Tsotsi (2005) (R)
















If a man seeks retribution, let him repay.
That sounds like a proverb doesn't it, or some sort of pithy saying; but no, I just made that up. Quite pleased with it myself. I'm not sure it makes any sense and probably has nothing to do with "Tsotsi", but it seemed like the right thing to say in the wake of my emotions. I like to write as soon as the last frame has darkened on the screen, when my tears are still drying in my eyes and my hands don't quite know how to type what I am processing.
This is what "Tsotsi" does to me, and it is so beautifully tragic in the way it does this. This isn't to say that the movie is sad, because it's not, rather it's entirely hopeful and that delicate thought blooms into something so powerful that it takes over the rest of the story.
In Johannesburg in South Africa there's a small gang made of four boys who steal and perform crimes in the night for their own cheap thrills. They don't seem to be at a lack for money or under the thumb of a larger figure, instead, they just rob for the hell of it. They are lead by Tsotsi (Presley Chweneyagae) who remains tight-lipped with his emotions. He's short, stocky, and built with a calculated fury. His eyes speak for him most of the time. The first scene we see him and his gang in action results in the death of a man on a subway. A knife to the chest, a twist of the iron, and the man will never breathe again.
They call it a mistake, a loose canon in a different setting.
Returning home and drinking their problems into a stupor, one of the boys decides that he should broach the idea of decency with Tsotsi. He oversteps his bounds and gets his head bloodied as a result.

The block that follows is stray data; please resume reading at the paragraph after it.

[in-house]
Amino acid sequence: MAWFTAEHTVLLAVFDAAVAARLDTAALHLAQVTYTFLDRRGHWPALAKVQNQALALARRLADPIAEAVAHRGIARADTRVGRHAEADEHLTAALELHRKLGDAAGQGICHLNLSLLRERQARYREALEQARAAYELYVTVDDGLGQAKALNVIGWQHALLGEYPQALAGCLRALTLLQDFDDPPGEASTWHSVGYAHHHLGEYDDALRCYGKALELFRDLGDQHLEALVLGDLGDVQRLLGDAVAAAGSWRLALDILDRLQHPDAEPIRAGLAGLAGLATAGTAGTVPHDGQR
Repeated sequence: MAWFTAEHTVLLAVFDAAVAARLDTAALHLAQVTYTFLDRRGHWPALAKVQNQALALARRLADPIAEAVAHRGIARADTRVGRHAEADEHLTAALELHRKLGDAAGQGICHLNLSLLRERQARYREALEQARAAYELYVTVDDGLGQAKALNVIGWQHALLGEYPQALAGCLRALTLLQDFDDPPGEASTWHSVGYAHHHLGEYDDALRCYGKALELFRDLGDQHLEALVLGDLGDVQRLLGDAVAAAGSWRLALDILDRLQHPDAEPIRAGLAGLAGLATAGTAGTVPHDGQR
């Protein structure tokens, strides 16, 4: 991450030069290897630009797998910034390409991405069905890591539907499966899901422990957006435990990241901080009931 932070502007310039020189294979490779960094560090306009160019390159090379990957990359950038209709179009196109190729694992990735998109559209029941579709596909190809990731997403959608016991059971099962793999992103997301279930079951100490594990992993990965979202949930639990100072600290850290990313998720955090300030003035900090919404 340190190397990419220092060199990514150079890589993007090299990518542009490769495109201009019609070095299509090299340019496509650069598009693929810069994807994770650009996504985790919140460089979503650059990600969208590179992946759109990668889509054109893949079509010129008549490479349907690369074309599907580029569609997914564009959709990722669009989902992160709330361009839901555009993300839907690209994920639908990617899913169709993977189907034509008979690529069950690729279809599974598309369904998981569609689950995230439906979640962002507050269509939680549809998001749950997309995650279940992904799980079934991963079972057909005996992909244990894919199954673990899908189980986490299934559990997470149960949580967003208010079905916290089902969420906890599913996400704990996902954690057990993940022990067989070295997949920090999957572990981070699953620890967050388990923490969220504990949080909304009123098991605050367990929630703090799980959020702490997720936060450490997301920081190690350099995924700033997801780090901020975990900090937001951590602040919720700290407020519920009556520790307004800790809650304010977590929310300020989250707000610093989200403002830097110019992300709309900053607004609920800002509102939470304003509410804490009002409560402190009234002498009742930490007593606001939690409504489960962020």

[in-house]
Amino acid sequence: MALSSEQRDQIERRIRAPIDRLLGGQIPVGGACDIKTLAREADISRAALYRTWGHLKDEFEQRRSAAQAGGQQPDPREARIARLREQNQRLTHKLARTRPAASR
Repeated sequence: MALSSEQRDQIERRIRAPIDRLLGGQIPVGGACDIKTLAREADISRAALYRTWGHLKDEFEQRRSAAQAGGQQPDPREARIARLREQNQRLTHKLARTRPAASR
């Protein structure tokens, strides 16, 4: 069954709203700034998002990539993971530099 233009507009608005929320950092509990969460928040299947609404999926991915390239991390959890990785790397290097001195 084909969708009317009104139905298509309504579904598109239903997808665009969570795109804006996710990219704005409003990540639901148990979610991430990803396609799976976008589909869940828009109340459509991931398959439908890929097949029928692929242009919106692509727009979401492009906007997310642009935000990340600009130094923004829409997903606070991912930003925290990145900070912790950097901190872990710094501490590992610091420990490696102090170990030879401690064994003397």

Venting anger, Tsotsi runs out of the slums into the rich neighborhoods in the pouring ran. A lady in a nice car stops and runs in the rain because her key isn't opening the main gate.
Seizing the opportunity, Tsotsi steals the car and shoots the woman, making a dodgy getaway.
It's only after he's gone a few miles does he realize that there's a baby in the car with him.
"Tsotsi" doesn't try to make a hero of its titular character, but there is nothing else that we could really call him. He embodies a Christ figure of sorts, teaching lessons to himself more than anyone else. With a baby in tow, a burden that he doesn't really want, the language becomes universal.
How can a hardened criminal be moved by a baby's cry?
When the baby crying sounds like its chest is rattling with grief, who cannot be moved?
"Tsotsi" excels because of Chweneyagae, who stuns as the lead, filled with complexity and emotions not so simply spelled out for the viewer to understand. Emotionally the film is harder to gauge than most surrealist works are to understand and most of that is due to Chweneyagae's performance. He is stifled, moved, emotional, walking the tight-rope between surrogate father and criminal. All of these combine into a mixture so overwhelming in responsibility the only logical result might be a blank face.
Gavin Hoods, the writer and director is thrilling and nuanced.
"Tsotsi" is an emotional powerhouse about men and women, children and adults, and the sacrifice of self for retribution's sake.
It is essential.










Score: ★★★★

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